Question: “What is the Big Deal about Curve Projector Screens?”
To understand why a home theater projector screen should be curved requires you to know a thing or two about aspect ratios. Mainly, this includes the “Widescreen Cinema Standard” or to be specific, the 2.35:1 Aspect ratio. Aspect ratios determine the screen’s shape. A 1:1 aspect ratio indicates that for every 1-measure of width, there will be 1-measure of height. This means that a 1:1 aspect ratio forms a perfect square. A 16:9 or HDTV aspect ratio is an image that will measure 16 units of uniform distance (cm, inches, etc.) of width for every 9 equal units of vertical measurement. In other words, a 16:9 screen that is 16-feet wide will correspondingly be 9-feet tall. Ergo, a Widescreen Cinema aspect ratio would present an image that is 2.35 times as wide as it is tall.
In 1892, Thomas Edison established the 4:3 NTSC aspect ratio. He chose a rectangular measurement of 4 units wide to every 3 corresponding units of height because it matches a human’s binocular field of vision which is 155° x 120°. This established 4:3 as the standard for early cinema and later, television. As more households acquired television sets, theater’s needed a competitive edge and they got it by offering a wider image that gave a more favorable experience. After fluctuating through a myriad of “widescreen” angles from around 1952 to 1957, The Society of Motion Pictures and Television Engineers (SPMTE) settled on a 2.35:1 format as the aperture standard in motion pictures. This would change to 2.39:1 in a 1970 revision but the term “2.35:1” is still used interchangeably today in reference to either the 2.35:1 or 2.39:1 aspect ratios. Fortunately, there is little required to match either format with your typical “2.35:1” aspect ratio projection screen so this tends to work out nicely.
There are many advantages to the Widescreen Cinema Standard aspect ratio. Old 4:3 aspect ratio films literally trapped the viewer by limiting their focus within their own natural field of vision. The wide screen format allowed the viewer to take in a broader image by providing a more dynamic vantage point. In other words, 4:3 limited your ability to see anything more than what the film’s immediate subject material was whereas a 2.35:1 widescreen opens up a broader world allowing you more subject material to take in. The end result is a heightened sense of interactivity since viewers now have the option of focusing on either the main subject matter of the shot or the details of the world surrounding it. This is especially powerful in landscapes or crowd images. There is more of a real-life presence where the viewer is no longer watching a stage but actually following its players through a real world.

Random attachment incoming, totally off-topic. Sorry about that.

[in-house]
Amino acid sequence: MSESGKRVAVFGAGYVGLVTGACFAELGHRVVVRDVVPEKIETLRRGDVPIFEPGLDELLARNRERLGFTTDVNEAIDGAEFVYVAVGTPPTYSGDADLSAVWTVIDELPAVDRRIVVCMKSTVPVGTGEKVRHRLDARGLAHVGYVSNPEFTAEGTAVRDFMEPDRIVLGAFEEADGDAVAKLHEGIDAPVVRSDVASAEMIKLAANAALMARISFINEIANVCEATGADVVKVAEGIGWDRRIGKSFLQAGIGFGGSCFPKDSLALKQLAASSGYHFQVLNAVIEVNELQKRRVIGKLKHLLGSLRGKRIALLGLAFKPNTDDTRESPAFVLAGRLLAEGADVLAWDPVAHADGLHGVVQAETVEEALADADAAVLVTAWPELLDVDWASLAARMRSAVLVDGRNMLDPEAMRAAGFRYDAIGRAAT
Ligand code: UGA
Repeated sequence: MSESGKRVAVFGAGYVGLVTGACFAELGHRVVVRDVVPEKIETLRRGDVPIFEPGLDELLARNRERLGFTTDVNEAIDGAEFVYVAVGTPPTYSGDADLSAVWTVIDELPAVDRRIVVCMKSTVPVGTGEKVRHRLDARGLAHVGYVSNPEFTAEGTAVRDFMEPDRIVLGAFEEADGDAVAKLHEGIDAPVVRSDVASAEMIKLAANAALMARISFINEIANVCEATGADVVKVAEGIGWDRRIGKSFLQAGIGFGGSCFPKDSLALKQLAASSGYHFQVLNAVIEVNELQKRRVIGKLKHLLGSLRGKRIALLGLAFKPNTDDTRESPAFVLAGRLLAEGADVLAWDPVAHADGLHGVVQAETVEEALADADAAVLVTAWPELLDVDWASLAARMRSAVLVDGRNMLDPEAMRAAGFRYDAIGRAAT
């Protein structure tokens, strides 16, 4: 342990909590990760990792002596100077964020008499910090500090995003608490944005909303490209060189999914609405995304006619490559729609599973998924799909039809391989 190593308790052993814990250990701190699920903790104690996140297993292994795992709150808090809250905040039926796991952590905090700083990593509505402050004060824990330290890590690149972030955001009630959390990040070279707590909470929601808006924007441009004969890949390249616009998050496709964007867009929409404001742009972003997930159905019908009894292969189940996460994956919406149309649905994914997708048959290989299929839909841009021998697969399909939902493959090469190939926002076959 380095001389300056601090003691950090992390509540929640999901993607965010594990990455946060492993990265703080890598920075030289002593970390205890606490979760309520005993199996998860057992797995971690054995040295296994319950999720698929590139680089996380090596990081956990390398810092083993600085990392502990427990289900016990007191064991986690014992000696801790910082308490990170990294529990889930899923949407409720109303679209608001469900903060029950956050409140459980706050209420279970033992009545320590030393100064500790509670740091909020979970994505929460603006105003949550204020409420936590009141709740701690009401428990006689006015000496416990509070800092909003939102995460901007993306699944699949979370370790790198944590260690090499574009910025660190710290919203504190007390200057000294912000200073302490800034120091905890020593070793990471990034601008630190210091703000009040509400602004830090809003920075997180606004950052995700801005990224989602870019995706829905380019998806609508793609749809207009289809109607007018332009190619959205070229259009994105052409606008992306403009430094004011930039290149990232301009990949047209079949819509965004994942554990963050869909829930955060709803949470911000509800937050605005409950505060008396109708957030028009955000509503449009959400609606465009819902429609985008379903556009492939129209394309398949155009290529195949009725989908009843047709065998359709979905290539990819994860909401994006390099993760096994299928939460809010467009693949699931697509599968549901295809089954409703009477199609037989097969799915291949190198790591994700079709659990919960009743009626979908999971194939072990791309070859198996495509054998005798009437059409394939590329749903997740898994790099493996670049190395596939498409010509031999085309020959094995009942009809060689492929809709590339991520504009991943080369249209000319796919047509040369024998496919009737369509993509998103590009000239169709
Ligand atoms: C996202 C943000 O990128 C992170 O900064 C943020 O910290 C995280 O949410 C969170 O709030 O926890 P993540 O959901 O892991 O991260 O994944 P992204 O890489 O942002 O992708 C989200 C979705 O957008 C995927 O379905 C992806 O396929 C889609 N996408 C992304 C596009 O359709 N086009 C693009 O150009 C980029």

There are three major reasons why having a curved projection screen is a good idea. First, it eliminates Pincushion Effect. This is a visual artifact that occurs as image distortion caused by light from the projector travelling unequal distances to various points on the screen. Second, it gives viewers a heightened sense of immersion. Third, it enhances image brightness, giving white screen materials an added defense against the washout effects of ambient light. The following points illustrate each feature.
A widescreen display is ideal for those who primarily use their projection system for cinema presentations.The sleek look really brings home the big theater experience.With curve screens now a common feature on the home theater landscape, it is just the best way to have the aesthetics and big screen excellence in your own home.
The Lunette 2 Series is Elite's curved fixed frame screen. Curved screens design improves image depth and perception while increasing brightness uniformity. A new design feature for the CineWhite™ material is a rubber-edge border that makes installation a lot easier and a lot less time consuming. As an added bonus, a new installation kit is included free of charge.
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About the Author:
Dave Rodgers is a guest writer for numerous publications and the Marketing Manager for Elite Screens Inc., with 20-years experience in the AV and wireless communications industries. He travels worldwide playing an active role with international business development and is regularly consulted in matters of branding and new business development. David has made numerous television, radio and editorial appearances providing installers and Do-It-Yourselfers with easy solutions toward creating larger-than-life big screen applications.